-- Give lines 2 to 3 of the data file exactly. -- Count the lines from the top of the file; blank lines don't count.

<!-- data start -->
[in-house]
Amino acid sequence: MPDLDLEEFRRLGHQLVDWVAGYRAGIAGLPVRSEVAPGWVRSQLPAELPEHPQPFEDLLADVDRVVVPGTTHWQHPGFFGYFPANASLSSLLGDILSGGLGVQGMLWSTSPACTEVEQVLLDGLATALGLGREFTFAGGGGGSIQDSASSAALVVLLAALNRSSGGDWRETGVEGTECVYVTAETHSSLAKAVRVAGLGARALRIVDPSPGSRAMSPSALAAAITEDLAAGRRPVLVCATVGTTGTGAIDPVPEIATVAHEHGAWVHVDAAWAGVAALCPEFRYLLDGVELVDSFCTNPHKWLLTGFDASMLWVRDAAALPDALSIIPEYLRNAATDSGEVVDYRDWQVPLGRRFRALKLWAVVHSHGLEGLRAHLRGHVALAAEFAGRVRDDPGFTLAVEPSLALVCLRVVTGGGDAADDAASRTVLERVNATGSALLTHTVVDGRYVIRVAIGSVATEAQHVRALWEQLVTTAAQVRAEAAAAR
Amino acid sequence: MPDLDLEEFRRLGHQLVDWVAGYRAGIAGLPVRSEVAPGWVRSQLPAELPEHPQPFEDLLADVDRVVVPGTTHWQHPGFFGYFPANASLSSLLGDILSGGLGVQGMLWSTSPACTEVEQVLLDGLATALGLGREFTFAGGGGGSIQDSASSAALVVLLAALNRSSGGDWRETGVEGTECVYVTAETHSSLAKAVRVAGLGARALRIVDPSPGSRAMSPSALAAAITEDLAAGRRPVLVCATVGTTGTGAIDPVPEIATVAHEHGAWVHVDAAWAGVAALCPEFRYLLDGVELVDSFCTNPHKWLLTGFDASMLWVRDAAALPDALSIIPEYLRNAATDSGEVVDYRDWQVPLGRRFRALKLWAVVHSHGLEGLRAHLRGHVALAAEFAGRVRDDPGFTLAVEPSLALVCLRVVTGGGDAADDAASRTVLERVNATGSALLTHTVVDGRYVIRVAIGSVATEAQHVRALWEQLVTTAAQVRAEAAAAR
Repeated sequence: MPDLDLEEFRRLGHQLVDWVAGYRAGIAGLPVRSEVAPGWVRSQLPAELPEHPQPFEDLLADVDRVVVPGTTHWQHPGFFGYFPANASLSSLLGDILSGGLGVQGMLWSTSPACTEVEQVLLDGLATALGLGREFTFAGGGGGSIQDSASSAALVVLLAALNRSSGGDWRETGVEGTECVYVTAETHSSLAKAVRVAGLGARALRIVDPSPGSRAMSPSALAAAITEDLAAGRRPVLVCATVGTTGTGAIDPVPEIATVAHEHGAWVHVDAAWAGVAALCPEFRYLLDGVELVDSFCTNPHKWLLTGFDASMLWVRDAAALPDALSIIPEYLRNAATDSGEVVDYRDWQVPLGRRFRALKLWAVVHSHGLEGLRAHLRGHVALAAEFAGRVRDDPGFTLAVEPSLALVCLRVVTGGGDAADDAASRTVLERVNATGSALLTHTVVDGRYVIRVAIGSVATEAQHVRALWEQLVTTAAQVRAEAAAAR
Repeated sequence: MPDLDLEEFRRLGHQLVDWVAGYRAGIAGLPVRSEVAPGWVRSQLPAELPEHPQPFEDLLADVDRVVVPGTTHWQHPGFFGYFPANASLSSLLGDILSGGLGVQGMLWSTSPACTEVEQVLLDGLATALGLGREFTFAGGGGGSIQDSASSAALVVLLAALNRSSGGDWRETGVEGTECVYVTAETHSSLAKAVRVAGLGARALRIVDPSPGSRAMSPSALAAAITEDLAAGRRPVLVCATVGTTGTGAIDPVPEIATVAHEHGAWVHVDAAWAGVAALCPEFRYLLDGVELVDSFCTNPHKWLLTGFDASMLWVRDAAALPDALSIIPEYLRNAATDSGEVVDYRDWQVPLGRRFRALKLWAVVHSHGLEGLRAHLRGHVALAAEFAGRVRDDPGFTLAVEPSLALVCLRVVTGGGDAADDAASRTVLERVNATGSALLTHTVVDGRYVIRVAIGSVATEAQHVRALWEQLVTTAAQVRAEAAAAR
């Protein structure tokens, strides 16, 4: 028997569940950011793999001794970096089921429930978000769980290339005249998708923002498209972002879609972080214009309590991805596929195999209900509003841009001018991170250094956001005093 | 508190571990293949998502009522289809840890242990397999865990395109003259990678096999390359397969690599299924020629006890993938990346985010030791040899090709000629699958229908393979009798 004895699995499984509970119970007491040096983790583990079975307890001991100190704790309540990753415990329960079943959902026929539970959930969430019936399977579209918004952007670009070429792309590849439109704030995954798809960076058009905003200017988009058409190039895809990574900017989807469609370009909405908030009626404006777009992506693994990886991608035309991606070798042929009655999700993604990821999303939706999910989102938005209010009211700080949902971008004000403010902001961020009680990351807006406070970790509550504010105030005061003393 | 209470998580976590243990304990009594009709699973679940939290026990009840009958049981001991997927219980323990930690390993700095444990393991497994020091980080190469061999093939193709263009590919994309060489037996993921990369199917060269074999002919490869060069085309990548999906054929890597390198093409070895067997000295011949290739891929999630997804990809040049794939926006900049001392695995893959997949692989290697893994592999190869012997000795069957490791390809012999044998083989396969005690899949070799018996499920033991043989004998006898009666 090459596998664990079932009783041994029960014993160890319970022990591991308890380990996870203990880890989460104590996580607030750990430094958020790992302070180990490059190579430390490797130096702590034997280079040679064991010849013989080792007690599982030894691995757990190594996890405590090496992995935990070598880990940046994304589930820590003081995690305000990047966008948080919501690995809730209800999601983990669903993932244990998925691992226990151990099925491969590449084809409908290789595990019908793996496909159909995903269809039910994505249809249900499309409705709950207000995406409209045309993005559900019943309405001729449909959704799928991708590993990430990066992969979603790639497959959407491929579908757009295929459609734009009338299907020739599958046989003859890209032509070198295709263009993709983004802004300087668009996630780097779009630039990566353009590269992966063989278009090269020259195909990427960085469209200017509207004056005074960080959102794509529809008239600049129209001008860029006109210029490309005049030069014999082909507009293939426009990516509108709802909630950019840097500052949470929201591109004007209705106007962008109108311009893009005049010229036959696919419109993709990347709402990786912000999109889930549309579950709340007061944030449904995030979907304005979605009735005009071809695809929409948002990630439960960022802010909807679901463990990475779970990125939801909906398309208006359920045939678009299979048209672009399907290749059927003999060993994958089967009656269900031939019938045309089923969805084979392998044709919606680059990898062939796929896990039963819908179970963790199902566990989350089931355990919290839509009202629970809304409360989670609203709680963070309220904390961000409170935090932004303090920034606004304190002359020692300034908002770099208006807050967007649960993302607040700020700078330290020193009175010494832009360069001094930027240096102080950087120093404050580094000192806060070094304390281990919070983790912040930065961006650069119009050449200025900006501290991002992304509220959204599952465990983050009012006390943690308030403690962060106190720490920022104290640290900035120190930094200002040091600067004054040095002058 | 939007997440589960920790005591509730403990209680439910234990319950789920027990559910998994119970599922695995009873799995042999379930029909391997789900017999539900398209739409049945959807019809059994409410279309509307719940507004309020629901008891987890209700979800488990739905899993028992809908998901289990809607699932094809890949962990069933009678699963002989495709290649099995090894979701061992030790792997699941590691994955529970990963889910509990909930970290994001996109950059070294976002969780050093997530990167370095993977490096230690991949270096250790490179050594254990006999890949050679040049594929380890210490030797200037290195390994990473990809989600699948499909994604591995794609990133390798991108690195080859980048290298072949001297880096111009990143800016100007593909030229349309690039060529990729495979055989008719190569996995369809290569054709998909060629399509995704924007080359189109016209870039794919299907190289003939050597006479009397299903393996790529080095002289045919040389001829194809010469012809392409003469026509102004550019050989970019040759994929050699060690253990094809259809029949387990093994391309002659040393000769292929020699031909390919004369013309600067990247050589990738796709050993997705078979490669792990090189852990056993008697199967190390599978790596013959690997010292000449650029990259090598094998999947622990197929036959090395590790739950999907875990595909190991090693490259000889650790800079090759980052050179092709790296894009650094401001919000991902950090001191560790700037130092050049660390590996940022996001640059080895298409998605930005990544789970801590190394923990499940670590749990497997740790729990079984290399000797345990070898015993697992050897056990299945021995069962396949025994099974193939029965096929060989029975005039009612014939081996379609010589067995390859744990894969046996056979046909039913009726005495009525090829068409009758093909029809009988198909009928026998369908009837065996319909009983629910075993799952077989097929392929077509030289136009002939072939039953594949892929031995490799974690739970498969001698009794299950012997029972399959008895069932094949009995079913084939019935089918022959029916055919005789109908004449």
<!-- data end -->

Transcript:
Amino acid sequence: MPDLDLEEFRRLGHQLVDWVAGYRAGIAGLPVRSEVAPGWVRSQLPAELPEHPQPFEDLLADVDRVVVPGTTHWQHPGFFGYFPANASLSSLLGDILSGGLGVQGMLWSTSPACTEVEQVLLDGLATALGLGREFTFAGGGGGSIQDSASSAALVVLLAALNRSSGGDWRETGVEGTECVYVTAETHSSLAKAVRVAGLGARALRIVDPSPGSRAMSPSALAAAITEDLAAGRRPVLVCATVGTTGTGAIDPVPEIATVAHEHGAWVHVDAAWAGVAALCPEFRYLLDGVELVDSFCTNPHKWLLTGFDASMLWVRDAAALPDALSIIPEYLRNAATDSGEVVDYRDWQVPLGRRFRALKLWAVVHSHGLEGLRAHLRGHVALAAEFAGRVRDDPGFTLAVEPSLALVCLRVVTGGGDAADDAASRTVLERVNATGSALLTHTVVDGRYVIRVAIGSVATEAQHVRALWEQLVTTAAQVRAEAAAAR
Amino acid sequence: MPDLDLEEFRRLGHQLVDWVAGYRAGIAGLPVRSEVAPGWVRSQLPAELPEHPQPFEDLLADVDRVVVPGTTHWQHPGFFGYFPANASLSSLLGDILSGGLGVQGMLWSTSPACTEVEQVLLDGLATALGLGREFTFAGGGGGSIQDSASSAALVVLLAALNRSSGGDWRETGVEGTECVYVTAETHSSLAKAVRVAGLGARALRIVDPSPGSRAMSPSALAAAITEDLAAGRRPVLVCATVGTTGTGAIDPVPEIATVAHEHGAWVHVDAAWAGVAALCPEFRYLLDGVELVDSFCTNPHKWLLTGFDASMLWVRDAAALPDALSIIPEYLRNAATDSGEVVDYRDWQVPLGRRFRALKLWAVVHSHGLEGLRAHLRGHVALAAEFAGRVRDDPGFTLAVEPSLALVCLRVVTGGGDAADDAASRTVLERVNATGSALLTHTVVDGRYVIRVAIGSVATEAQHVRALWEQLVTTAAQVRAEAAAAR